Noyes Health / Healthcare Services / Stroke Care / Preventing Stroke: Medical Conditions
Preventing Stroke: Medical Conditions
Manage Other Medical Conditions
If you have heart disease, high cholesterol, high blood pressure, or diabetes you can take steps to lower your risk for stroke.
Your health care provider should test your cholesterol levels at least once every 5 years. Talk with your health care team about this simple blood test. If you have high cholesterol, medications and lifestyle changes can help reduce your risk for stroke.
Control Blood Pressure
High blood pressure usually has no symptoms, so be sure to have it checked on a regular basis. Talk to your health care team about how often you should check your levels. You can check your blood pressure at home, at a doctor’s office, or at a pharmacy.
If you have high blood pressure, your doctor might prescribe medication, recommend some changes in your lifestyle, or advise you to lower the levels of salt in your diet.
If your health care provider thinks you have symptoms of diabetes, he or she may recommend that you get tested. If you have diabetes, monitor your blood sugar levels carefully. Talk with your health care team about treatment options. Your doctor may recommend certain lifestyle changes to help keep your blood sugar under good control—those actions will help reduce your risk for stroke.
Manage Heart Disease
If you have certain heart conditions, such as atrial fibrillation (irregular heartbeat), your health care team may recommend medical treatment or surgery. Taking care of heart problems can help prevent stroke.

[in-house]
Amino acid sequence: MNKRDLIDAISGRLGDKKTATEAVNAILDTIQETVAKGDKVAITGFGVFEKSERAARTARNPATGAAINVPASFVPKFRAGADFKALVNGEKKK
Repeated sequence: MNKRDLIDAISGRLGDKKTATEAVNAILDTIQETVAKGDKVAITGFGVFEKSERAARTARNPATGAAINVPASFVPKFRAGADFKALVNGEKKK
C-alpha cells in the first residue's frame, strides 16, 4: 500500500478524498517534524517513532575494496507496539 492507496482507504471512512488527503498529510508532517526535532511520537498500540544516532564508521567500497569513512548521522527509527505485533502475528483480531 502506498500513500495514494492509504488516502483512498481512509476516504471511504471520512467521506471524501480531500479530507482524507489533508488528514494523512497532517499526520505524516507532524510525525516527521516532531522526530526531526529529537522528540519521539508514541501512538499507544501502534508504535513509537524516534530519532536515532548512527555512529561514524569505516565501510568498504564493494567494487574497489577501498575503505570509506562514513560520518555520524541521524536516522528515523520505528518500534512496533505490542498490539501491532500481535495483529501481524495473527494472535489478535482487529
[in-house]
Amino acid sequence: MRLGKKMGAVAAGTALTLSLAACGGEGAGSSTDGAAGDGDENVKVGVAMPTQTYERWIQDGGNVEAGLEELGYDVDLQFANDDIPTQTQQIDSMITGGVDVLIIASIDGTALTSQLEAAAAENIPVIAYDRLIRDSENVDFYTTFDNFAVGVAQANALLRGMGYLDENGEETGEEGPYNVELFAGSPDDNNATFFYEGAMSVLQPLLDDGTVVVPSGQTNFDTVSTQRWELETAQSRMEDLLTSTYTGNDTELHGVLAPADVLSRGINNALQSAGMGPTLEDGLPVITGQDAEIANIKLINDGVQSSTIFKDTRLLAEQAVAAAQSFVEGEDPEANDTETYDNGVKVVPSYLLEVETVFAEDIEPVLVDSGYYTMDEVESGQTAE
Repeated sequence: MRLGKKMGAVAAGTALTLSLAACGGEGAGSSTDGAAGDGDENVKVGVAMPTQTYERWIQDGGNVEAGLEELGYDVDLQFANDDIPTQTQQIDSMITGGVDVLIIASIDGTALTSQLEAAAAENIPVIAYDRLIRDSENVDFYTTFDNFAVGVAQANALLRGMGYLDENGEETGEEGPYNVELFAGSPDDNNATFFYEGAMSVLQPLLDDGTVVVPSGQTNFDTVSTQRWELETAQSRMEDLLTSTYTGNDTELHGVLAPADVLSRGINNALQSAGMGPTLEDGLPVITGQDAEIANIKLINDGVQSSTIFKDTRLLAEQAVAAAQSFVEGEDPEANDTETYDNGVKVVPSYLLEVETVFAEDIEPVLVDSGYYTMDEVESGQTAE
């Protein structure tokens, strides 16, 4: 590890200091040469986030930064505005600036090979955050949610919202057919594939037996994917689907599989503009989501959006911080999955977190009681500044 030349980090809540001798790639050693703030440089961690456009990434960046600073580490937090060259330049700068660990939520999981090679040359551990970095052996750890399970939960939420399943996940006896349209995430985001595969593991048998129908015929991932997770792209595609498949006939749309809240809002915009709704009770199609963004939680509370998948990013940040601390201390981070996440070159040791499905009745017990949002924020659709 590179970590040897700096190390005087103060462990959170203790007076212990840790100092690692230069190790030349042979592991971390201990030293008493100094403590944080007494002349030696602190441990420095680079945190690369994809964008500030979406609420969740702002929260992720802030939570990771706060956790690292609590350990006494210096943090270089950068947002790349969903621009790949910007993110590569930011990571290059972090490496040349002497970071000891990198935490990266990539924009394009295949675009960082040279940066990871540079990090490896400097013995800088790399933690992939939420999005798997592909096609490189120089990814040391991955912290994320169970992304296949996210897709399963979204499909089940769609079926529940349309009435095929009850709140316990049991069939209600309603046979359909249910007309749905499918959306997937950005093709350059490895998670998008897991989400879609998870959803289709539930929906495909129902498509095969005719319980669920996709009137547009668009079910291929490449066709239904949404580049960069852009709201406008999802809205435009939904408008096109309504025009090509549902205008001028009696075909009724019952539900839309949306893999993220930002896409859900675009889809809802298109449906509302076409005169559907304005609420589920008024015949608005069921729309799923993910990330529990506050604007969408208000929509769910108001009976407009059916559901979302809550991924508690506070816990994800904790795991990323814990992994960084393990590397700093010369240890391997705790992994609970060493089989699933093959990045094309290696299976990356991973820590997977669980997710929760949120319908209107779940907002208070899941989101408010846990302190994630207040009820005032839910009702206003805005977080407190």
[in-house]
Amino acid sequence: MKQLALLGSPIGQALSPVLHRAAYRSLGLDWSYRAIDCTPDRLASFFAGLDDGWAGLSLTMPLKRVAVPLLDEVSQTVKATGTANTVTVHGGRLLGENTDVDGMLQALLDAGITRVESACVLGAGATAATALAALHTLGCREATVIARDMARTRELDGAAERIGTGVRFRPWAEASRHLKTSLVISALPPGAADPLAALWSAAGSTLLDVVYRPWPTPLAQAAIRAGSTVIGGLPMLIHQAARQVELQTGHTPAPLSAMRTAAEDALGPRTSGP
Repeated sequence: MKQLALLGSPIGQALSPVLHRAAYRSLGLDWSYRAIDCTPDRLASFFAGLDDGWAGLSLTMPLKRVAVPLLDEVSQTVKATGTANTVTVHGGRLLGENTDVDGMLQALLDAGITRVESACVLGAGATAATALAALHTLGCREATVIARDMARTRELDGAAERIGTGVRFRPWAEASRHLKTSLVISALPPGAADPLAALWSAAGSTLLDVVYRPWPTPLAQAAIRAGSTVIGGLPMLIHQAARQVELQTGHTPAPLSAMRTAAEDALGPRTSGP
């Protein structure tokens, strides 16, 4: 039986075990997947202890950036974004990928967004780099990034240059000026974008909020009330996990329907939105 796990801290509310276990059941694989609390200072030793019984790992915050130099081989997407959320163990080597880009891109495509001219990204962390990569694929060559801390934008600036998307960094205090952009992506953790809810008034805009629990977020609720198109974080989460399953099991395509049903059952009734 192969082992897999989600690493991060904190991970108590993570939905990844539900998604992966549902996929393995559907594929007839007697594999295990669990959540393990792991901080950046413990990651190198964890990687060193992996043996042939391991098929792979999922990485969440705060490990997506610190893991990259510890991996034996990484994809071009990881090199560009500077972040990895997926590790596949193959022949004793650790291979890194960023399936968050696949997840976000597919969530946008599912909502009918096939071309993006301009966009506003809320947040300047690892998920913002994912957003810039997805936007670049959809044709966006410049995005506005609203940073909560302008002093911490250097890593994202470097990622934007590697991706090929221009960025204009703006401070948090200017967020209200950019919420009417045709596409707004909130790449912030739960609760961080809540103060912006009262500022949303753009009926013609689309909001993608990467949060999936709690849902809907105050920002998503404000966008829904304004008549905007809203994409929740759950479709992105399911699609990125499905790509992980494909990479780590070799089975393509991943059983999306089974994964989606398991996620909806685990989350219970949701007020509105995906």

Take Your Medicine
If you take medication to treat heart disease, high cholesterol, high blood pressure, or diabetes, follow your doctor’s instructions carefully. Always ask questions if you don’t understand something. Never stop taking your medication without talking to your doctor or pharmacist.
Talk with Your Health Care Team
You and your health care team can work together to prevent or treat the medical conditions that lead to stroke. Discuss your treatment plan regularly, and bring a list of questions to your appointments.
If you’ve already had a stroke or TIA, your health care team will work with you to prevent further strokes. Your treatment plan will include medications or surgery and lifestyle changes to reduce your risk for another stroke. Be sure to take your medications as directed and follow your doctor’s instructions.